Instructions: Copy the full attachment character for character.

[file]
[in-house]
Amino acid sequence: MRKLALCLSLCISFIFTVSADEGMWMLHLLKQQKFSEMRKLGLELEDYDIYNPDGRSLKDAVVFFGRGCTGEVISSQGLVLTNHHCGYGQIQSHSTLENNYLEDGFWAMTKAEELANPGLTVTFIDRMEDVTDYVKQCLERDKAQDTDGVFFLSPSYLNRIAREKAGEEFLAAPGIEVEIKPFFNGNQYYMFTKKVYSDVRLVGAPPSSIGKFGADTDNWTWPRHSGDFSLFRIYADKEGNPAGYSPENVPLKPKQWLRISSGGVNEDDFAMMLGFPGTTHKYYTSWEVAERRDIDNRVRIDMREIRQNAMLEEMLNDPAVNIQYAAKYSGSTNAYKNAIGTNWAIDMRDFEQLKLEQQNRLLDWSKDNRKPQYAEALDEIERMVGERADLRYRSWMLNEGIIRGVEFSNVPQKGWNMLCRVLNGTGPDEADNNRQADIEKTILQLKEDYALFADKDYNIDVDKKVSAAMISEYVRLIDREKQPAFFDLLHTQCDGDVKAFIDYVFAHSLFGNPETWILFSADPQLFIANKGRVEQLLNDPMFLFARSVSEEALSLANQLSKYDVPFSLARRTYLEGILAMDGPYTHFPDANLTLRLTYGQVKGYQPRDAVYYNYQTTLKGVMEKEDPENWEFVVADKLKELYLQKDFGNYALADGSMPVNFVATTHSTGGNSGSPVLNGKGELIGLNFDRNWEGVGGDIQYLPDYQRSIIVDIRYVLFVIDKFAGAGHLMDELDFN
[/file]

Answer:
[in-house]
Amino acid sequence: MRKLALCLSLCISFIFTVSADEGMWMLHLLKQQKFSEMRKLGLELEDYDIYNPDGRSLKDAVVFFGRGCTGEVISSQGLVLTNHHCGYGQIQSHSTLENNYLEDGFWAMTKAEELANPGLTVTFIDRMEDVTDYVKQCLERDKAQDTDGVFFLSPSYLNRIAREKAGEEFLAAPGIEVEIKPFFNGNQYYMFTKKVYSDVRLVGAPPSSIGKFGADTDNWTWPRHSGDFSLFRIYADKEGNPAGYSPENVPLKPKQWLRISSGGVNEDDFAMMLGFPGTTHKYYTSWEVAERRDIDNRVRIDMREIRQNAMLEEMLNDPAVNIQYAAKYSGSTNAYKNAIGTNWAIDMRDFEQLKLEQQNRLLDWSKDNRKPQYAEALDEIERMVGERADLRYRSWMLNEGIIRGVEFSNVPQKGWNMLCRVLNGTGPDEADNNRQADIEKTILQLKEDYALFADKDYNIDVDKKVSAAMISEYVRLIDREKQPAFFDLLHTQCDGDVKAFIDYVFAHSLFGNPETWILFSADPQLFIANKGRVEQLLNDPMFLFARSVSEEALSLANQLSKYDVPFSLARRTYLEGILAMDGPYTHFPDANLTLRLTYGQVKGYQPRDAVYYNYQTTLKGVMEKEDPENWEFVVADKLKELYLQKDFGNYALADGSMPVNFVATTHSTGGNSGSPVLNGKGELIGLNFDRNWEGVGGDIQYLPDYQRSIIVDIRYVLFVIDKFAGAGHLMDELDFN